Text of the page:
Pet Custody Battles

An article on CNN:
Five years ago, Sara Vreed got embroiled in soap-opera-style custody arrangements with her ex-boyfriend -- and they don't even have children. What was at stake were the living arrangements for their 5-year-old canine, a Shetland sheepdog named Ivo.

Divorce left Jennifer Keene and her husband with one dog each and she later adopted Buffy.

"After we broke up, my ex got Ivo on the weekends," says Vreed, 31, an associate at an architecture firm in Portland, Oregon. "But it was really taxing on (the dog), and he started having a lot of behavior problems."

The courts have yet to institutionalize the standard of "the best interest of the dog," as they have for children, but it's the benchmark experts like Jennifer Keene, a dog trainer and the author of "We Can't Stay Together for the Dogs: Doing What's Best For Your Dog When Your Relationship Breaks Up," advocate when it comes to working out new pack arrangements.

So, if you miss out on custody, can you at least get visitation rights? How's this affect the pack hierarchy?

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Wednesday, September 24, 2008

New Yorker Article on Pet Trusts

eona Helmsley’s will left millions to her dog, Trouble.

Rich Bitch

The legal battle over trust funds for pets.

by Jeffrey Toobin September 29, 2008

The life of Leona Helmsley presents an object lesson in the truism that money does not buy happiness. Born in 1920, she overcame a hardscrabble youth in Brooklyn to become a successful condominium broker in Manhattan, eventually alighting, in the nineteen-sixties, at a firm owned by Harry B. Helmsley, one of the city’s biggest real-estate developers. The two married in 1972, and Leona became the public face of their empire, the self-styled “queen” of the Helmsley chain of hotels. In a series of ads that ran in the Times Magazine and elsewhere, Helmsley’s visage became a symbol of the celebration of wealth in the nineteen-eighties. She wouldn’t settle for skimpy towels, the ads proclaimed—“Why should you?”

In private, as it turned out, the grinning monarch wasn’t just demanding but despotic. Throughout her life, Leona left a trail of ruin—embittered relatives, fired employees, and, fatefully, unpaid taxes. Knowing that the Helmsleys had used company funds to renovate their sprawling mansion, Dunnellen Hall, in Greenwich, Connecticut, disgruntled associates leaked the records to the Post. Among the charges billed to the company were a million-dollar dance floor installed above a swimming pool; a forty-five-thousand-dollar silver clock; and a two-hundred-and-ten-thousand-dollar mahogany card table. In 1988, the U.S. Attorney’s office charged the couple with income-tax evasion, among other crimes. (Harry Helmsley avoided trial because of ill health; he died in 1997, at the age of eighty-seven.) At the trial, a housekeeper famously testified that Leona had told her, “We don’t pay taxes. Only the little people pay taxes,” and the public warmed itself on a tabloid bonfire built under the Queen of Mean. Leona was convicted of multiple counts and served eighteen months in federal prison. In time, following her release, she became largely a recluse, and she died at Dunnellen Hall on August 20, 2007.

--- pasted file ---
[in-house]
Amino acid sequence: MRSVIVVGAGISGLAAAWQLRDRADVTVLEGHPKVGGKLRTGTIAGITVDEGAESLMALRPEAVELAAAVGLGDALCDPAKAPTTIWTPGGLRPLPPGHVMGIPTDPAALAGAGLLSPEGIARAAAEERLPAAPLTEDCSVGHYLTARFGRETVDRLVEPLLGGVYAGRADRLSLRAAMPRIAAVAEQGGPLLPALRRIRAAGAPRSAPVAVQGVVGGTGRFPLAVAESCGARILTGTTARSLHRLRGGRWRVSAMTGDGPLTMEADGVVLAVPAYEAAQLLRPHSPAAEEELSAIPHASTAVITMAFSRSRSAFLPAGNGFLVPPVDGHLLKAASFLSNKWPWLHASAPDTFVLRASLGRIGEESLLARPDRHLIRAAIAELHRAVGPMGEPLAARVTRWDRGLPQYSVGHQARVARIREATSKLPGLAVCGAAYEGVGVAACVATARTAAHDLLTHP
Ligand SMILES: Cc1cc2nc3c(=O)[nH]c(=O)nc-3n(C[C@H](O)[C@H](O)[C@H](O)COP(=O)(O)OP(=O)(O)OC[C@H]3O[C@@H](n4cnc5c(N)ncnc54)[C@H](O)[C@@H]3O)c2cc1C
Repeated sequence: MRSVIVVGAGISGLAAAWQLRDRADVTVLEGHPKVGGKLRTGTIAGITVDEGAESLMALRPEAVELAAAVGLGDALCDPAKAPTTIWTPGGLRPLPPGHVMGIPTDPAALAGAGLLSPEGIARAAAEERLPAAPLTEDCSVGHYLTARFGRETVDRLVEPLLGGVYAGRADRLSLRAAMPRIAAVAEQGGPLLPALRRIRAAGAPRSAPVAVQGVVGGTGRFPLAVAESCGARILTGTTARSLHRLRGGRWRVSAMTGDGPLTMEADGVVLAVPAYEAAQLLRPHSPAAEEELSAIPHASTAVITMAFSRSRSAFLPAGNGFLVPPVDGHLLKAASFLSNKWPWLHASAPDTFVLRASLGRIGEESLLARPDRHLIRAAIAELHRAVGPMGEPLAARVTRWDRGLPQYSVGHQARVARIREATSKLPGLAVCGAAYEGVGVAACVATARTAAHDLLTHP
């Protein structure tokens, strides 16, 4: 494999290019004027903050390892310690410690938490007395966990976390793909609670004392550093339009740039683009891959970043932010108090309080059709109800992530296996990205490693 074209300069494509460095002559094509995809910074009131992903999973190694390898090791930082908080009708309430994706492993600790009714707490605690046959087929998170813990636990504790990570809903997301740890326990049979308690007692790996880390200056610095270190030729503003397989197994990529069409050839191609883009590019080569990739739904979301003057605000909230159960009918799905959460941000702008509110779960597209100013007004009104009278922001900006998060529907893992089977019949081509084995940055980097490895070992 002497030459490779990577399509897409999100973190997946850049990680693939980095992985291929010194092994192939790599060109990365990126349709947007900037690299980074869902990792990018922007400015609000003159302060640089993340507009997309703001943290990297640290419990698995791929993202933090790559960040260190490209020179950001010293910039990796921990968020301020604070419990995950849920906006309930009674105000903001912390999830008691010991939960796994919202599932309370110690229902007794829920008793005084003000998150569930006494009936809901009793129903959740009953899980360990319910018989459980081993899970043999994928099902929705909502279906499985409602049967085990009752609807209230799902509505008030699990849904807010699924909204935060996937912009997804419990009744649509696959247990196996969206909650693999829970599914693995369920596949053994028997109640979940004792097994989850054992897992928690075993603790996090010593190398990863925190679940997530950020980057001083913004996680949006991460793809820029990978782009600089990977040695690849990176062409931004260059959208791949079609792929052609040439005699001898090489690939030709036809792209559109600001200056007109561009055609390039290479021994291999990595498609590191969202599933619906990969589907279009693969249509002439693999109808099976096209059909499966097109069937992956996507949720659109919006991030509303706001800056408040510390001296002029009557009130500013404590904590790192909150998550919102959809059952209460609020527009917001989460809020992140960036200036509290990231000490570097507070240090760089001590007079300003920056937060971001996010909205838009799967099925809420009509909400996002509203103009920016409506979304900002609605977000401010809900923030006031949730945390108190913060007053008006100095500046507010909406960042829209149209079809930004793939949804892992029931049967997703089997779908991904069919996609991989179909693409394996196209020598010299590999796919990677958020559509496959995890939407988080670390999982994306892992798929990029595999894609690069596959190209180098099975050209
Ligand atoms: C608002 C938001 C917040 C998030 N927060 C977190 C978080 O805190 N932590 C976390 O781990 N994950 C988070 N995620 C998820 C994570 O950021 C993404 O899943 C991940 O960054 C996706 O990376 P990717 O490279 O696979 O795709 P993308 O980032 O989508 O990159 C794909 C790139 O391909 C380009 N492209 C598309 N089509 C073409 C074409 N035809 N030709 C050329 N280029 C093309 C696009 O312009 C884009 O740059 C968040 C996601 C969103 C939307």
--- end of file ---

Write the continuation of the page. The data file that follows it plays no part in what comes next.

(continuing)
After her husband died, Leona Helmsley got a dog named Trouble, a Maltese bitch. In her will, which she signed two years before her death, Helmsley put aside twelve million dollars in a trust to care for Trouble. Further, she directed that, when Trouble died, the dog was to be “buried next to my remains in the Helmsley Mausoleum,” at Sleepy Hollow Cemetery, in Westchester County. Helmsley made only a handful of relatively small individual bequests in the will, and left the bulk of her remaining estate to the Leona M. and Harry B. Helmsley Charitable Trust. Based on the figures in court files, that trust may turn out to be worth nearly eight billion dollars, which would make it one of the top ten or so foundations in the United States. (Leona’s estate was so large because Harry left his fortune to her.) According to a “mission statement,” which Helmsley signed on March 1, 2004, the trust was to make expenditures for “purposes related to the provision of care for dogs.” The size of the bequests, to Trouble and to dogs generally, has generated widespread astonishment.

Click here to read the rest of the article.

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Monday, September 15, 2008

Lawyers want Ontario law banning pit bulls neutered

An appeal to Ontario's pit bull ban is being heard in court on Sept. 15th and 16th.
In late March, the provincial government claimed victory after the controversial law survived a constitutional challenge. But a judge did change the law in two ways by ruling the ban on "pit bull terriers" fails to refer to a specific type or breed of dog.

Under this law, pit bulls are defined as American pit bull terrier, Staffordshire bull terrier, American Staffordshire bull terrier or any dog that looks similar. Owners need to have their dogs neutered, leashed, and muzzled in public or they face a maximum penalty of 6 months in jail and a $10,000 fine.

Probably a misguided law to begin with, disregarding the vague definition, since the demeanor of any dog (pit bull or not) depends on the training it receives, not its particular breed. Pit bulls I know tend to be the sweetest, most friendly dogs out there. A law like this will only increase the stigma already attached to owning one of these great dogs.